Mediation can be used to resolve conflicts large and small, personal and commercial. However, the average person is much less familiar with mediation than alternatives like litigation, which can lead to misconceptions. For example, you may hesitate to consider mediation if you believe you have fewer rights during the process.
This could not be further from the truth. Mediation is not only more flexible and effective than other forms of dispute resolution, but it also offers you rights that aren’t found elsewhere. Below, we explain how California intends mediation to be used and the principles that protect your rights during the process.
The Purpose of Mediation Under California Law
Mediation has been a valued alternative dispute resolution (ADR) method in California for decades. State public policy favors methods that allow parties to work together to resolve disputes without requiring court intervention. That is precisely what mediated negotiations accomplish.
During mediation, two or more parties meet under the guidance of a neutral third-party mediator to resolve disputes. The goal of these meetings is for the disputants to collaborate on finding solutions rather than presenting arguments and having a judge or adjudicator decide matters on their behalf. The mediator helps the parties achieve this by promoting clear communication, encouraging collaborative approaches over adversarial ones, and providing an unbiased outside viewpoint as a touchstone for negotiators.
However, the best mediator in the world cannot help parties resolve disputes unless the parties’ rights are respected. These rights are less widely known than others, but they are crucial to successfully resolving disputes.
Your Rights During the Mediation Process
So, what are your rights while you participate in mediation? California laws and regulations require mediators to consider the following as fundamental principles of equitable dispute resolution:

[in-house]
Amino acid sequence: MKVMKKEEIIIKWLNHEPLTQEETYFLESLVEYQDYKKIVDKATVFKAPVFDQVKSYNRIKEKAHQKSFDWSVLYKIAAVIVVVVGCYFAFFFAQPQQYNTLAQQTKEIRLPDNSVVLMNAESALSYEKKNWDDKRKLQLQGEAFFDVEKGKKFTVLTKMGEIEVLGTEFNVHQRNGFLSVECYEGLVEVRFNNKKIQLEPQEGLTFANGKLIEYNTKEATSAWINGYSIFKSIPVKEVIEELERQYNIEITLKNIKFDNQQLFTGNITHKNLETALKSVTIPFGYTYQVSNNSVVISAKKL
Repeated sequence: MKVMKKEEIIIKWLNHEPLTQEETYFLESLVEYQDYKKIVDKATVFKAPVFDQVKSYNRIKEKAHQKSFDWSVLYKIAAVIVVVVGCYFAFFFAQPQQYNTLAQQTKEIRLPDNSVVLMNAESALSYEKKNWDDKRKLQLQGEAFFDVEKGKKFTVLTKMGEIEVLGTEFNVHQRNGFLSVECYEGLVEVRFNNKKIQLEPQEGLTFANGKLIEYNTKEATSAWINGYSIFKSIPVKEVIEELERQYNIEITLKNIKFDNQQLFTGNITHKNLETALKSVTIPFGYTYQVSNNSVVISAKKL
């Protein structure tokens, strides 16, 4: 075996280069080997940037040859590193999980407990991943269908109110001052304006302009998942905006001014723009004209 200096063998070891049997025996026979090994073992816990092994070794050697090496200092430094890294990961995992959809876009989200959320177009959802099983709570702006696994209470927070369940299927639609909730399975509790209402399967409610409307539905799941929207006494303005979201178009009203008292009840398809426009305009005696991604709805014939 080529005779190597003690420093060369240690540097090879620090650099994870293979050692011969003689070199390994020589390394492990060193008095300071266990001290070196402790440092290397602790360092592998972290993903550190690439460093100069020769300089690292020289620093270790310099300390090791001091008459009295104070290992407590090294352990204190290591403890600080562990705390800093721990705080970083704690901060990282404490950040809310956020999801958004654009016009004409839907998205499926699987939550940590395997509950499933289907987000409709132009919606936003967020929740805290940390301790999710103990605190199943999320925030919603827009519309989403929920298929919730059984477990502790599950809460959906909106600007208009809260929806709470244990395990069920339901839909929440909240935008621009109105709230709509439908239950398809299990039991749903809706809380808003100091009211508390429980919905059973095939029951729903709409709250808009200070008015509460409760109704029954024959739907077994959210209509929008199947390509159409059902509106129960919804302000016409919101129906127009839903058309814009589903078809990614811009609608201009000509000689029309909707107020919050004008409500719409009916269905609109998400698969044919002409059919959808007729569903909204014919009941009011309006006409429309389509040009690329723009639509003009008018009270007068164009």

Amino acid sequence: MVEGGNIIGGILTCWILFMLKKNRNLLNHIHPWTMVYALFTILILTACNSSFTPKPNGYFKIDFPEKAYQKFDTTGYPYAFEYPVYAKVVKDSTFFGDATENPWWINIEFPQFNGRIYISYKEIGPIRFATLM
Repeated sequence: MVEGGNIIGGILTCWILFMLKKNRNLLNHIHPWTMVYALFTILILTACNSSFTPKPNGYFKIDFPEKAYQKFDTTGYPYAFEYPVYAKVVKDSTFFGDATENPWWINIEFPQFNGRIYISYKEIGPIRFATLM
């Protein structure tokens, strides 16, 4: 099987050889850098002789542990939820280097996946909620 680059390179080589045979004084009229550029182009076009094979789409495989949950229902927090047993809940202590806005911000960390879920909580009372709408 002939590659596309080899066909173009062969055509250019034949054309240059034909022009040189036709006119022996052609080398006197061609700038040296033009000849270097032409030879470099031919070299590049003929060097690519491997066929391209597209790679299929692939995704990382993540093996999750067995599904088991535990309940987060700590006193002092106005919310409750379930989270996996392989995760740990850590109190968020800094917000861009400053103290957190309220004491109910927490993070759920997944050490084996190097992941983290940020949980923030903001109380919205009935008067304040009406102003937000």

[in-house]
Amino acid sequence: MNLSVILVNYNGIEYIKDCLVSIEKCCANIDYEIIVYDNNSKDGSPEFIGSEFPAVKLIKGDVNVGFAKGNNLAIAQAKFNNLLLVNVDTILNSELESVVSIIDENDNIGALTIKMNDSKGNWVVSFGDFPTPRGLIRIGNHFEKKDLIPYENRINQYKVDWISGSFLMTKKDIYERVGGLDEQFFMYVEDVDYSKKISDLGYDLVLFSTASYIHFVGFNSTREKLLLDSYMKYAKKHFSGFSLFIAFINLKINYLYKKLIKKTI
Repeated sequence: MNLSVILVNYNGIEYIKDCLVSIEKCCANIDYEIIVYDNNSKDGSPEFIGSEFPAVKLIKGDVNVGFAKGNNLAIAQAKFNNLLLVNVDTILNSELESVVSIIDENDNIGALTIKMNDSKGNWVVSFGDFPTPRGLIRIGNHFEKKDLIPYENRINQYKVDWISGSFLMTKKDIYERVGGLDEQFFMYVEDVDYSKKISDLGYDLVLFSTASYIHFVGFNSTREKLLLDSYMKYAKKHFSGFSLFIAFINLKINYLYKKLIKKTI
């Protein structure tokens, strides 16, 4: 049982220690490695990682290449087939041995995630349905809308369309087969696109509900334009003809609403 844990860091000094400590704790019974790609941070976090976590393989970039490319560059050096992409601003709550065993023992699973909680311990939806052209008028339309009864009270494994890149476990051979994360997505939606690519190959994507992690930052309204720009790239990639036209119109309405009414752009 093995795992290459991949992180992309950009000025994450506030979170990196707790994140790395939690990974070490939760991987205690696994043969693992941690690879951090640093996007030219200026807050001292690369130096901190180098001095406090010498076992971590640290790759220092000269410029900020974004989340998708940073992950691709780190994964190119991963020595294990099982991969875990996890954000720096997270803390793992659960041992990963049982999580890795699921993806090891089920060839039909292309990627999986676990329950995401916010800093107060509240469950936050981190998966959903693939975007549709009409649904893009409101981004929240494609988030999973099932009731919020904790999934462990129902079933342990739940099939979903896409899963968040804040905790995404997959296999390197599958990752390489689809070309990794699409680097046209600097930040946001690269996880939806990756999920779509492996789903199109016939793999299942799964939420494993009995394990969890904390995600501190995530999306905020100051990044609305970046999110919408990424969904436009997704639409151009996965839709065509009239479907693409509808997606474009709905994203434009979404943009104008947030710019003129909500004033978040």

The California Rules of Court specifically name “voluntary participation” as a critical element of the proocess. You do not have to agree to mediate a dispute unless you genuinely want to do so.
While certain areas of law may require parties to attend mandatory court mediation programs, this does not violate the principle of voluntary participation. You may be ordered to attend meetings, but you do not need to participate in the process. The Rules of Court specifically state that mediators must “Respect the right of each participant to decide the extent of his or her participation in the mediation, including the right to withdraw from the mediation at any time.” This is true even in court-ordered programs.
The same rule names “self-determination” as a fundamental principle in successful dispute resolution. Self-determination means that you have the right to participate in the process and decide for yourself whether to make a decision or continue the negotiation process.
Your mediator should inform you of this right when the proceedings start. They should also make it clear that “any resolution of the dispute in mediation requires a voluntary agreement of the parties.” In other words, you do not have to agree to any specific solution if it does not satisfy you. Furthermore, no one may force or coerce you into agreeing to a solution or continuing to participate.